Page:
Where $H:\mathbb{R} \to \mathbb{R}$ is defined by $H(x)=\begin{cases}1&\quad \text{if }x\text{$\geq$0}\\0&\quad\text{if } x \text { otherwise}\end{cases}$. Prove that for all $a\neq0$ the function $H$ is continuous at $a$. Also prove that $H$ is not continuous at 0.

I tried where $\delta = \epsilon$ but that doesn't work for $a=1/3$ $\epsilon=2/3$ $x=-1/4$. With a correct $\delta$ proving it is continuous at $a$ I should be able to do but not sure how to prove something is not continuous at a point, have never done that before.

  • 2
    $\begingroup$ You need to show that the left and right limit do not agree, in this case $0\ne 1$. $\endgroup$ – lightxbulb Feb 28 '19 at 20:18
  • $\begingroup$ Maybe the OP explictly wants an $\epsilon$-$\delta$-argument? $\endgroup$ – Mars Plastic Feb 28 '19 at 21:23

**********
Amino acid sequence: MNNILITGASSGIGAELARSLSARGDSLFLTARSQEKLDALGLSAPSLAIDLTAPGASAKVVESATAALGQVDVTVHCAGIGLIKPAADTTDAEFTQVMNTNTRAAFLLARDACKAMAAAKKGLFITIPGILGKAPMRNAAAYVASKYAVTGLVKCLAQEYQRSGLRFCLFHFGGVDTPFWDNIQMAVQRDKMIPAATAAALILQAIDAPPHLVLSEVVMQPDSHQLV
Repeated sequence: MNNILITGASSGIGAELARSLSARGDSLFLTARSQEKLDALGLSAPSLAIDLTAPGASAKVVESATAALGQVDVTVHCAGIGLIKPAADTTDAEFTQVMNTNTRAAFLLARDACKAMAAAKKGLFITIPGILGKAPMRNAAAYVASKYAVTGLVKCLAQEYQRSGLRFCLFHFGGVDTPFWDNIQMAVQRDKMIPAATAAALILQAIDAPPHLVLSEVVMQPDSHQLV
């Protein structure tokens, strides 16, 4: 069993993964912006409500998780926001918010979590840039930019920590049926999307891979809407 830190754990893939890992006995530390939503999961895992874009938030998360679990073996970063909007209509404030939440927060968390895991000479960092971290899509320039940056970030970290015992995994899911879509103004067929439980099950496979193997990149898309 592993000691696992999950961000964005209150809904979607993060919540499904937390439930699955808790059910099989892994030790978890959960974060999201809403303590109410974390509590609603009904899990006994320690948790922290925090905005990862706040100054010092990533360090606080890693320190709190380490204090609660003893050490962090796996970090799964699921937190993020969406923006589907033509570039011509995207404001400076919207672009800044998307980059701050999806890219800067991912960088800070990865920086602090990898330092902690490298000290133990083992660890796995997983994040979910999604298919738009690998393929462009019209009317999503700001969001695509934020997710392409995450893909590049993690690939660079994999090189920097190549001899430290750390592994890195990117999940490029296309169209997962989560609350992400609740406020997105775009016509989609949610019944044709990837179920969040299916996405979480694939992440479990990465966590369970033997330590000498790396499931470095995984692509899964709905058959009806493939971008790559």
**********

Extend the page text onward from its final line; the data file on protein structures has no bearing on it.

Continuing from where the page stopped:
• $\begingroup$ yes, I need an explicit delta/epsilon proof $\endgroup$ – A.A. Feb 28 '19 at 22:42

For $ a>0$ take $\delta =a$ and verify that $|x-a| <\delta$ implies $x>0$ so $H(x)=H(a)=1$ and $|H(x)-H(a)| <\epsilon$. For $ a<0$ take $\delta =-a$ and verify that $|x-a| <\delta$ implies $x<0$ so $H(x)=H(a)=0$ and $|H(x)-H(a)| <\epsilon$.

Suppose $H$ is continuous at $0$. There exists $\delta >0$ such that $|H(x)-H(0)| <1$ if $|x-0| <\delta$. Take $x =-\delta /2$ to see that $|0-1| <1$ which is a contradiction .


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